Tale of 2 Skubals: 10 K's help him, 2 HRs hurt

August 25th, 2021

ST. LOUIS -- The K in Tarik stands for strikeout.

added to his rookie resumé with 10 strikeouts on Wednesday afternoon at Busch Stadium and showed why Detroit is so high on him.

Skubal displayed his electric repertoire from the start against St. Louis, striking out seven of the first nine Cardinals he faced in the Tigers' 3-2 loss in 10 innings.

The 24-year-old paired his mid-90s fastball with a slider and the occasional knuckle curve, the arsenal that made him the team’s No. 4 prospect and MLB Pipeline’s No. 24 overall prospect heading into this season.

“He was awesome,” manager A.J. Hinch said. “We've seen this out of him, so I'm not surprised in the least. He was very efficient, he pounded the strike zone.”

Skubal set the tone from the start, striking out the side in the first inning. It was his 19th straight start with four or more strikeouts, the most by a Tigers rookie pitcher and tying the Rays' Shane McClanahan for the longest such streak by a rookie hurler this season.

It was Skubal’s second start with 10 strikeouts or more, joining Toronto’s Alek Manoah and Cleveland’s Triston McKenzie as the only MLB rookies to have multiple 10-plus-strikeout games this season. He now has 144 strikeouts, two shy of matching Spencer Turnbull for most by a rookie in Tigers history.

“I'm just trying to build and continue to develop and continue to get better, and build off each outing, whether they're good or bad,” Skubal said. “I didn't really like my slider again that much today to the glove side. I felt like I did a good job backdooring, but not that much to the glove side. But that's something I can continue to work on and continue to get better at.”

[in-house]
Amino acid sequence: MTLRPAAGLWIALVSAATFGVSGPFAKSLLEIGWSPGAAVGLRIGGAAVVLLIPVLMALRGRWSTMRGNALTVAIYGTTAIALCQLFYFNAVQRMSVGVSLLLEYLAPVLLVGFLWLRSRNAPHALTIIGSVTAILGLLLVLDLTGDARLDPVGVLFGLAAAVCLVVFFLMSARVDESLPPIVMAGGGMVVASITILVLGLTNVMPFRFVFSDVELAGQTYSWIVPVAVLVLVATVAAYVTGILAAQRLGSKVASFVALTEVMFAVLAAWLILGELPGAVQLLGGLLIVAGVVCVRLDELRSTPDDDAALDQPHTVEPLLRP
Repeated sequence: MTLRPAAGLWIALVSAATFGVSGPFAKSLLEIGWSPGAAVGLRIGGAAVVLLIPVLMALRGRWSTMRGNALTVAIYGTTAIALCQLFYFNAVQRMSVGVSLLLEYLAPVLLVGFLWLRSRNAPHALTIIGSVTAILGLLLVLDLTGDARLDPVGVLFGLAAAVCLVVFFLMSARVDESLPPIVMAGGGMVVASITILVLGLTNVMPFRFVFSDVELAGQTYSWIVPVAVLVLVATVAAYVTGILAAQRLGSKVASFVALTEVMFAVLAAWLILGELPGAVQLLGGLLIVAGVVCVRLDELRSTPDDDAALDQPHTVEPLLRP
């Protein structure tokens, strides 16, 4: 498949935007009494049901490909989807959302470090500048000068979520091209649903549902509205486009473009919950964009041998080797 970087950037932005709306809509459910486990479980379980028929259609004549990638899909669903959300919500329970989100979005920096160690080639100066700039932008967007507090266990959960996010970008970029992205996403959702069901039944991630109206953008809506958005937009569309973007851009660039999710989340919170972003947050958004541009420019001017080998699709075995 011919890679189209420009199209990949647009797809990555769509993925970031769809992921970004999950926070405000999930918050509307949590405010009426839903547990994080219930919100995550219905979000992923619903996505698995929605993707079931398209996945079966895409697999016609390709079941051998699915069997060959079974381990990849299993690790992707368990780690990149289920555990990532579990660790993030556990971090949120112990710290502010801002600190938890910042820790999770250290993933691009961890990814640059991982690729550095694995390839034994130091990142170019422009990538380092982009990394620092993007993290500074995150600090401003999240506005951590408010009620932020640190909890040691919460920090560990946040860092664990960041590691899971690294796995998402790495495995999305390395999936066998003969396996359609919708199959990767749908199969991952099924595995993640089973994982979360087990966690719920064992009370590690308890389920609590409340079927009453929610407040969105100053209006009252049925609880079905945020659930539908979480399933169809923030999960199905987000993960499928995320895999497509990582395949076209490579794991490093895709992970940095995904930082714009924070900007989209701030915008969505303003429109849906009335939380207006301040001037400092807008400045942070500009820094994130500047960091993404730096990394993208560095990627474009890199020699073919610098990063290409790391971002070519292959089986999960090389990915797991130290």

The only downside to Skubal’s outing was that he had to face Cardinals first baseman Paul Goldschmidt, whose two solo home runs were the only runs that he allowed. Goldschmidt blasted a 94-mph fastball a Statcast-projected 427 feet over the left-field wall in the first, then went opposite field on a 74-mph knuckle curve in the third.

Skubal said he felt that he threw Goldschmidt more hittable pitches in his third at-bat, a popout to first, than in the two prior at-bats, which both resulted in homers.

“He just kind of jumped me,” Skubal said. “That happens. It's unfortunate he runs the ball out of the yard, but I think the first pitch in the first at-bat is a quality pitch for me. And then even the curveball in the second at-bat that he takes the opposite field is also a quality pitch. I mean it could be more down, sure ... and he just stayed on and flipped it. He's a good hitter."

Skubal, who threw 62 of his 85 pitches for strikes, made quite an impression on the Cardinals slugger.

“His fastball is good, he uses it both sides of the plate, it’s 95-96 [mph] and [he] got a lot of outs with it today,” Goldschmidt said. “That slider is a hard slider, 87-89 [mph], [and he] does a good job, throws it for strikes and can be swing-and-miss on it too. ... He didn’t have a very high pitch count, so he must have been throwing a lot of strikes.”

Harold Castro’s pinch-hit single with two outs in the ninth scored Miguel Cabrera and gave Skubal the no-decision instead of a tough-luck loss.

But the Tigers couldn’t complete the comeback or a season sweep of the Cardinals. Castro didn’t tag up on a deep fly ball to right that led to a blown scoring chance for the Tigers in the top of the 10th, and Lars Nootbaar’s bases-loaded single off of Michael Fulmer broke the 2-2 tie in the bottom of the frame.

“It was a really good baseball game, and we got beat, and they did more than we did,” Hinch said. “It was exhausting trying to get through that. I wish it would have been a better result.”